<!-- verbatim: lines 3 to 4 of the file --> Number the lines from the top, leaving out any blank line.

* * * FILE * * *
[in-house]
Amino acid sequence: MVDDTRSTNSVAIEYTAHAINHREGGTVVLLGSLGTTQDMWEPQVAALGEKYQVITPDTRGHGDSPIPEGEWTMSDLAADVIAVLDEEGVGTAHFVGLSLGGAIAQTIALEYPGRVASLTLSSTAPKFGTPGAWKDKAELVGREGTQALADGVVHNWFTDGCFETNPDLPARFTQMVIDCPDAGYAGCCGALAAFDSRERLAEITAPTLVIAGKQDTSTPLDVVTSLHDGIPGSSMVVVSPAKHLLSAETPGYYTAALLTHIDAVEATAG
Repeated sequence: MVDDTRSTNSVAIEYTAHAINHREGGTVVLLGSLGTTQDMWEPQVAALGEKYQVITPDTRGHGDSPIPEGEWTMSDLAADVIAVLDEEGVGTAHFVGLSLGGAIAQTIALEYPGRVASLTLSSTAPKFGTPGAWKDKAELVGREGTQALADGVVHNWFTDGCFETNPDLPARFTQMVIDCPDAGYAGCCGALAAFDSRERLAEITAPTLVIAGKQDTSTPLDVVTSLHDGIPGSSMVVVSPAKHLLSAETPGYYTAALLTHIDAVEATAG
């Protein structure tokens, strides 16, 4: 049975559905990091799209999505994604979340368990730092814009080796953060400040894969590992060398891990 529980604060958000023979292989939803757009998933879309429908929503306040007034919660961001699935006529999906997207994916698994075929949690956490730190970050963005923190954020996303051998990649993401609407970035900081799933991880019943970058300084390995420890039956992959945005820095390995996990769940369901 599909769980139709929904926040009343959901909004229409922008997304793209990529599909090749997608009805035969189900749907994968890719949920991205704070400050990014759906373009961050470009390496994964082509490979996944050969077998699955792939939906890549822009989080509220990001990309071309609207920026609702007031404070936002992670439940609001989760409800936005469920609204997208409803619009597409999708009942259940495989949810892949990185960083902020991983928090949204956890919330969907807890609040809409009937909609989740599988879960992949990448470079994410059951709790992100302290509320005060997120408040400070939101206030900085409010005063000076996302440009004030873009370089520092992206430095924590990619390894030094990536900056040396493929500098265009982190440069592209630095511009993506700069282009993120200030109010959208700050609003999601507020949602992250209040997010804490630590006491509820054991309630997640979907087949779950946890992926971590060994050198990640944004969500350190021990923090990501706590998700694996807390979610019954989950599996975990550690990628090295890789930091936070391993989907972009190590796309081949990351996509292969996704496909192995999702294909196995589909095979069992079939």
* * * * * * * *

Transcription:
Repeated sequence: MVDDTRSTNSVAIEYTAHAINHREGGTVVLLGSLGTTQDMWEPQVAALGEKYQVITPDTRGHGDSPIPEGEWTMSDLAADVIAVLDEEGVGTAHFVGLSLGGAIAQTIALEYPGRVASLTLSSTAPKFGTPGAWKDKAELVGREGTQALADGVVHNWFTDGCFETNPDLPARFTQMVIDCPDAGYAGCCGALAAFDSRERLAEITAPTLVIAGKQDTSTPLDVVTSLHDGIPGSSMVVVSPAKHLLSAETPGYYTAALLTHIDAVEATAG
């Protein structure tokens, strides 16, 4: 049975559905990091799209999505994604979340368990730092814009080796953060400040894969590992060398891990 529980604060958000023979292989939803757009998933879309429908929503306040007034919660961001699935006529999906997207994916698994075929949690956490730190970050963005923190954020996303051998990649993401609407970035900081799933991880019943970058300084390995420890039956992959945005820095390995996990769940369901 599909769980139709929904926040009343959901909004229409922008997304793209990529599909090749997608009805035969189900749907994968890719949920991205704070400050990014759906373009961050470009390496994964082509490979996944050969077998699955792939939906890549822009989080509220990001990309071309609207920026609702007031404070936002992670439940609001989760409800936005469920609204997208409803619009597409999708009942259940495989949810892949990185960083902020991983928090949204956890919330969907807890609040809409009937909609989740599988879960992949990448470079994410059951709790992100302290509320005060997120408040400070939101206030900085409010005063000076996302440009004030873009370089520092992206430095924590990619390894030094990536900056040396493929500098265009982190440069592209630095511009993506700069282009993120200030109010959208700050609003999601507020949602992250209040997010804490630590006491509820054991309630997640979907087949779950946890992926971590060994050198990640944004969500350190021990923090990501706590998700694996807390979610019954989950599996975990550690990628090295890789930091936070391993989907972009190590796309081949990351996509292969996704496909192995999702294909196995589909095979069992079939």